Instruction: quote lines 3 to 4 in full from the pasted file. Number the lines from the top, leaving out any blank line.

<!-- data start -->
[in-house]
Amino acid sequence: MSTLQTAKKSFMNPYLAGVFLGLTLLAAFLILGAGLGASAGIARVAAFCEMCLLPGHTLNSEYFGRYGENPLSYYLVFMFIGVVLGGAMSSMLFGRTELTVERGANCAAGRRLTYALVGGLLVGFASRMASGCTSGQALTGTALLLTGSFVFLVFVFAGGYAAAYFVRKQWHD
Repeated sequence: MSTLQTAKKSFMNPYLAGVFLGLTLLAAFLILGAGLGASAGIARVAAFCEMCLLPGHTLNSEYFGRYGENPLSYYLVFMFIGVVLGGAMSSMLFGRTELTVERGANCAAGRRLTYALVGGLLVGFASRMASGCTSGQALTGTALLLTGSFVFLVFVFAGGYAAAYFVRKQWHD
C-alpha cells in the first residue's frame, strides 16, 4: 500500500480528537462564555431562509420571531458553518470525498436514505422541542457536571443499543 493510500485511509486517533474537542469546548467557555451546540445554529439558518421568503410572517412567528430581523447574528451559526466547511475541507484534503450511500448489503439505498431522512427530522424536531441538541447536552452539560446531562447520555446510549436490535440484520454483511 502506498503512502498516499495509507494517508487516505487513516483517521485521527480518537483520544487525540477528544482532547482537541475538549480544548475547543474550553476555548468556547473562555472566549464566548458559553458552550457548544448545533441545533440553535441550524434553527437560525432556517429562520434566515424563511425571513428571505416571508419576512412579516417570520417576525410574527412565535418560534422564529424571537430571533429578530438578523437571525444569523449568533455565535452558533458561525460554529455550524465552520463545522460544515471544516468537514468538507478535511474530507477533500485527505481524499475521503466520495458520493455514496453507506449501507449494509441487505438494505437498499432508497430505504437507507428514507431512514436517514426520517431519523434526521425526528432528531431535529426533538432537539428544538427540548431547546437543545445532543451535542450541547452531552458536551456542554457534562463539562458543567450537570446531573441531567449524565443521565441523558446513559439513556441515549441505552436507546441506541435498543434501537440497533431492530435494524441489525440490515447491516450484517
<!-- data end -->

Repeated sequence: MSTLQTAKKSFMNPYLAGVFLGLTLLAAFLILGAGLGASAGIARVAAFCEMCLLPGHTLNSEYFGRYGENPLSYYLVFMFIGVVLGGAMSSMLFGRTELTVERGANCAAGRRLTYALVGGLLVGFASRMASGCTSGQALTGTALLLTGSFVFLVFVFAGGYAAAYFVRKQWHD
C-alpha cells in the first residue's frame, strides 16, 4: 500500500480528537462564555431562509420571531458553518470525498436514505422541542457536571443499543 493510500485511509486517533474537542469546548467557555451546540445554529439558518421568503410572517412567528430581523447574528451559526466547511475541507484534503450511500448489503439505498431522512427530522424536531441538541447536552452539560446531562447520555446510549436490535440484520454483511 502506498503512502498516499495509507494517508487516505487513516483517521485521527480518537483520544487525540477528544482532547482537541475538549480544548475547543474550553476555548468556547473562555472566549464566548458559553458552550457548544448545533441545533440553535441550524434553527437560525432556517429562520434566515424563511425571513428571505416571508419576512412579516417570520417576525410574527412565535418560534422564529424571537430571533429578530438578523437571525444569523449568533455565535452558533458561525460554529455550524465552520463545522460544515471544516468537514468538507478535511474530507477533500485527505481524499475521503466520495458520493455514496453507506449501507449494509441487505438494505437498499432508497430505504437507507428514507431512514436517514426520517431519523434526521425526528432528531431535529426533538432537539428544538427540548431547546437543545445532543451535542450541547452531552458536551456542554457534562463539562458543567450537570446531573441531567449524565443521565441523558446513559439513556441515549441505552436507546441506541435498543434501537440497533431492530435494524441489525440490515447491516450484517